It’s been nearly 35 years since the United States negotiated an end to the Viet Nam War. There have been several excellent chronicles of those negotiations most notably, Henry Kissinger’s massive The White House Years gives an obviously self-serving but nevertheless fascinating account of the personalities and twists and turns that led to peace.
For my money, Larry Berman’s No Peace, No Honor is a much livelier read, very critical of Kissinger, and surprisingly harsh on the North Vietnamese.
Both Kissinger and Berman make one thing clear: Following the signing of that agreement, the Soviets, the Chinese, and the North broke both the spirit and letter of the treaty almost immediately. The Soviets and Chinese sent massive amounts of aid to North Viet Nam in direct violation of the accords. And immediately after releasing our prisoners, the North began a buildup in the South, transferring units and supplies to positions in South Vietnamese territory, contravening the stipulation in the agreement that they not reinforce their forces on territory they occupied in the South.
It didn’t matter anyway. South Viet Nam was doomed the day that the US agreed to allow the North’s troops to maintain their positions in the country, something Berman points out and adds that Kissinger knew full well the fate of the South was sealed once the US left.
And now, 30 years later, the United States has once again made an agreement with the Vietnamese Communists. This time, we have sacrificed a nascent democratic reform movement in exchange for some short term political capital at home.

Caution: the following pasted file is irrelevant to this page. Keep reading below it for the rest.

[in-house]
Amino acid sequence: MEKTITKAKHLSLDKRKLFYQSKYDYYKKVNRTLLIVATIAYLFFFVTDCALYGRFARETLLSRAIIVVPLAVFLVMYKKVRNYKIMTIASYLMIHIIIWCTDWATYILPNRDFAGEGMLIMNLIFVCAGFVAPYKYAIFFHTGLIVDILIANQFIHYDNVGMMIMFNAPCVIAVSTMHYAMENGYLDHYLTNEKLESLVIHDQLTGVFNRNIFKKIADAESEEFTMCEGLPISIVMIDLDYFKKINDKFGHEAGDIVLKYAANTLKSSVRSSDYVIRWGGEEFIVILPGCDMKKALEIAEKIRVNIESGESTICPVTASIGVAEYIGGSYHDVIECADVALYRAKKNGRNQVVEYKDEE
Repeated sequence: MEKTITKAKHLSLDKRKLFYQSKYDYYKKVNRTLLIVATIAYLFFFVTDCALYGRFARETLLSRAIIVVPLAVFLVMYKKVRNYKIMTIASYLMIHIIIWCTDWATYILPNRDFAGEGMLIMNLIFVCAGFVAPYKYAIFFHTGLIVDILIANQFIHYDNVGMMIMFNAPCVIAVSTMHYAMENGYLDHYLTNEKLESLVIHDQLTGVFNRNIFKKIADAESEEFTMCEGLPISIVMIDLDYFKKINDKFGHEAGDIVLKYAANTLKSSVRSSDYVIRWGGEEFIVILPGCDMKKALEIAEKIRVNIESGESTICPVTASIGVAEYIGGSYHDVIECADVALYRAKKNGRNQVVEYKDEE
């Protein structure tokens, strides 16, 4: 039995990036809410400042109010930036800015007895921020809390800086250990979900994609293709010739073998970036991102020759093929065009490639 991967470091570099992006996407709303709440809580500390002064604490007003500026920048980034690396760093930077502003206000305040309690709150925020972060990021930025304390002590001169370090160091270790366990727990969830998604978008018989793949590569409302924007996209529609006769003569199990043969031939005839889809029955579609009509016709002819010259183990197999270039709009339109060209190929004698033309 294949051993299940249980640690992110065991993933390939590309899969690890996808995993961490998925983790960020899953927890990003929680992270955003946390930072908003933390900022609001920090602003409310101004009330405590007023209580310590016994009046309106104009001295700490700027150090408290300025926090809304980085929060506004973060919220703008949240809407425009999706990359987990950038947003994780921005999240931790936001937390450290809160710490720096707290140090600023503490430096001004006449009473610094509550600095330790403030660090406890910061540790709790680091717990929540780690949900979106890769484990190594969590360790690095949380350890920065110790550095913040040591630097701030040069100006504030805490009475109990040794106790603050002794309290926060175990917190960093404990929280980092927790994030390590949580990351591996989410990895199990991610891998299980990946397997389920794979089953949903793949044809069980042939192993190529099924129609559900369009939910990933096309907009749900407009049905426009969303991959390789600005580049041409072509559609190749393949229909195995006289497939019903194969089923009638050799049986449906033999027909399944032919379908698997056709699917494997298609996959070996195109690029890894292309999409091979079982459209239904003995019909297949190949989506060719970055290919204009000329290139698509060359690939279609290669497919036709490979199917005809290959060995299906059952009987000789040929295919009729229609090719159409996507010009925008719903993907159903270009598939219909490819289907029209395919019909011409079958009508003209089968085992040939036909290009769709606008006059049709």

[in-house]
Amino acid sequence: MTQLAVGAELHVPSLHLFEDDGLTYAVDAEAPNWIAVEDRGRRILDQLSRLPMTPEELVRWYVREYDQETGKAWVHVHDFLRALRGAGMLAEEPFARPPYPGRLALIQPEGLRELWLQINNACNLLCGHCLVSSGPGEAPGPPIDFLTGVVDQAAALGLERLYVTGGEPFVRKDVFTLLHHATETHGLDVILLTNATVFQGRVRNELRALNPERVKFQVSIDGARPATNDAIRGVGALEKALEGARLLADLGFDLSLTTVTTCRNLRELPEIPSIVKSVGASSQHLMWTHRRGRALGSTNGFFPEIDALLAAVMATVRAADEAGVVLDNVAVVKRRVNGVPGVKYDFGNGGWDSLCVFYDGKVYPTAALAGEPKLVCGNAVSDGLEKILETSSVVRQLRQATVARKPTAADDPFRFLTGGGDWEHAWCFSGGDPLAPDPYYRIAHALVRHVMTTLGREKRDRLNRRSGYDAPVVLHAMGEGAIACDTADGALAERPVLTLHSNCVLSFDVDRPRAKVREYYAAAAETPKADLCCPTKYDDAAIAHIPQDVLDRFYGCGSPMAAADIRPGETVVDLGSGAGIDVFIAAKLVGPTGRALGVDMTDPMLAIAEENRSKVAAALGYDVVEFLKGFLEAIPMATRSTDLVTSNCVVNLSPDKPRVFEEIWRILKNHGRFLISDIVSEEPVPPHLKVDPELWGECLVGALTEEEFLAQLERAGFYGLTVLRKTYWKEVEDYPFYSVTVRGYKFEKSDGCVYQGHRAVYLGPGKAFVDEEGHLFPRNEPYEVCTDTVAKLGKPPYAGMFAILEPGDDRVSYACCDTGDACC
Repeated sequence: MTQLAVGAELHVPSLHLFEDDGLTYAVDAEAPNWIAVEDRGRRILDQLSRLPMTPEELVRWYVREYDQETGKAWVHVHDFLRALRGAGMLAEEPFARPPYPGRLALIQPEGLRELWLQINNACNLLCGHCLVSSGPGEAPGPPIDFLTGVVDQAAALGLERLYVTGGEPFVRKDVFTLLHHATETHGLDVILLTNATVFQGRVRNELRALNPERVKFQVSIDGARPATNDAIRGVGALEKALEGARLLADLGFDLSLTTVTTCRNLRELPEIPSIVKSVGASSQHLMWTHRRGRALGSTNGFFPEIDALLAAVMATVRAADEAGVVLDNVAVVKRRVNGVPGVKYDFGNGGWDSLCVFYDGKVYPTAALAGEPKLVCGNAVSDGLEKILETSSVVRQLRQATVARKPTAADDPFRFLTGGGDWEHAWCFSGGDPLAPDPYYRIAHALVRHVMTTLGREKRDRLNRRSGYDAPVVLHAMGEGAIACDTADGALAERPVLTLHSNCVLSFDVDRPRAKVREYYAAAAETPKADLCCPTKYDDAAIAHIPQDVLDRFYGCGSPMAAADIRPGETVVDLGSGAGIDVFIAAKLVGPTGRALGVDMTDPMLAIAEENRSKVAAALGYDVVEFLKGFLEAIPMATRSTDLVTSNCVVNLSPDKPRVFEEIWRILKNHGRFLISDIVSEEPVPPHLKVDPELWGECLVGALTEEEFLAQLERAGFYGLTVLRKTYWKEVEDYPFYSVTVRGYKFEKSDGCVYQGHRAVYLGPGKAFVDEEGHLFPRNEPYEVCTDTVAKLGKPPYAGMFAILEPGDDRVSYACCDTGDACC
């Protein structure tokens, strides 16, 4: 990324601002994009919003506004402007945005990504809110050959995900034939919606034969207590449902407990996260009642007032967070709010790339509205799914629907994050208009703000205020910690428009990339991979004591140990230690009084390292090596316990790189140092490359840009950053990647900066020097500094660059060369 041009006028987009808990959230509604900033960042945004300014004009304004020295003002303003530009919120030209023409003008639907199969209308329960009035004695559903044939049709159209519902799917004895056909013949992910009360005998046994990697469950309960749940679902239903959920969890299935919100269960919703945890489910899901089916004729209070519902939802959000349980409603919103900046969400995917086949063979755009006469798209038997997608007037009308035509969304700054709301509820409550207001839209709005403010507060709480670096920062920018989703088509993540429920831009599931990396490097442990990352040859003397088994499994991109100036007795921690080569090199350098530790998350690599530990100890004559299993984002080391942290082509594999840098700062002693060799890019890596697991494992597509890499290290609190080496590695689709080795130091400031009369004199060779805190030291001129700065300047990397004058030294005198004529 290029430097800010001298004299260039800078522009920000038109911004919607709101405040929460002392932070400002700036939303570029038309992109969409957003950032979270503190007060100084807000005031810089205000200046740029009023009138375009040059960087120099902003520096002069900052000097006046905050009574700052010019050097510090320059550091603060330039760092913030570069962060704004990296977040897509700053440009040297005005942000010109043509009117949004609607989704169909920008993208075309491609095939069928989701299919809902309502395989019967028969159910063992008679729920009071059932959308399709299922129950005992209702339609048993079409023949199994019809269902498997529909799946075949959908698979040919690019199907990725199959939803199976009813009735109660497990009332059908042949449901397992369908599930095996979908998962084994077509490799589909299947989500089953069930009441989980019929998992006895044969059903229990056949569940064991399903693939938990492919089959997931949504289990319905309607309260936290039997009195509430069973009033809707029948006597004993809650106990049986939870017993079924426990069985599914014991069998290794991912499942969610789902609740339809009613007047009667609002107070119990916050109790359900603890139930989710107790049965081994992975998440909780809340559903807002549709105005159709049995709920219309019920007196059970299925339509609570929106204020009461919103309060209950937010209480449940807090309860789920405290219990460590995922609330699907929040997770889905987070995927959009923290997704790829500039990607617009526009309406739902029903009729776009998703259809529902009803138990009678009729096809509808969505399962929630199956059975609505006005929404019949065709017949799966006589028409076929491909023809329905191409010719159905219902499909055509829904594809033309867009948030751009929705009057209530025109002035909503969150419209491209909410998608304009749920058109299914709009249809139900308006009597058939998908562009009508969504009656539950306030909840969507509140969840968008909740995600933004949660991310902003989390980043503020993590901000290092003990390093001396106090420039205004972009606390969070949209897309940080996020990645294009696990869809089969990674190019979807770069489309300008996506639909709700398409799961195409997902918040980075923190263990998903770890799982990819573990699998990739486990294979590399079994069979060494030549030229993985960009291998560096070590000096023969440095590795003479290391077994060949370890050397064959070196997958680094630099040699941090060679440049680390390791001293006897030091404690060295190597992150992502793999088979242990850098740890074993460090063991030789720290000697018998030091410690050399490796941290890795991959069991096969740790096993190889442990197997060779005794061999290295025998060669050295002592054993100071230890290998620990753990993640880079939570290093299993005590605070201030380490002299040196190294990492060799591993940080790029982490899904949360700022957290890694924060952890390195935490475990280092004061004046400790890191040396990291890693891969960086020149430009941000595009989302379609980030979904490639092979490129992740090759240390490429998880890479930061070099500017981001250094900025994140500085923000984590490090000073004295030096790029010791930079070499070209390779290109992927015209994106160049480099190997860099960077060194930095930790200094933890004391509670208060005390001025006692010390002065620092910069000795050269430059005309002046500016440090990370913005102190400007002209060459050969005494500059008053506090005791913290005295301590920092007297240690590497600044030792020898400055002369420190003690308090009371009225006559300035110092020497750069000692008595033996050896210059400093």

In exchange for our helping Viet Nam achieve membership in the World Trade Organization, the Communists promised to open their society ever so slightly by not cracking down on dissidents and releasing some of those already detained.
It is being characterized by international rights groups as Vietnam’s biggest crackdown on political dissent in more than 20 years. And the intensifying harassment and growing number of detentions are fast sapping the life out of the country’s nascent but bold democratic-reform movement that the US tacitly supports.
Last month, Vietnamese police arrested Catholic priest and democracy activist Nguyen Van Ly on charges that he attempted to undermine the government through the establishment of an independent political organization. Ly is a founding member of Bloc 8406, a budding pro-democracy movement launched publicly last April that has called for more democracy and rights. He and two other Bloc 8406 members have been permitted only state-appointed legal counsel and face trial on Friday.
On March 6, police arrested and jailed human-rights lawyers Nguyen Van Dai and Le Thi Cong Nhan on criminal charges that they had propagandized against the state. The authorities early last month detained Dang Thang Tien, spokesman for the Vietnam Progression Party, one of a handful of small opposition parties that have been established over the past year. On February 3, engineer and democracy activist Bach Ngoc Duong was arrested, beaten and even strangled during interrogations, according to dissident groups. They all face jail sentences of up to 20 years if convicted on anti-state charges.
As this analysis from the Asia Times makes clear, Viet Nam is spitting in our face as they round up advocates for democracy who have bravely stood up to Hanoi’s oppression:
The hard-knuckled crackdown coincides with Vietnam’s accession to the World Trade Organization (WTO), of which it became an official member on January 11. It’s now brutally apparent that the new, younger generation of communist leaders who took power last year from their war-hardened revolutionary predecessors have no intention of coupling their impressive economic-reform drive with complementing political reforms.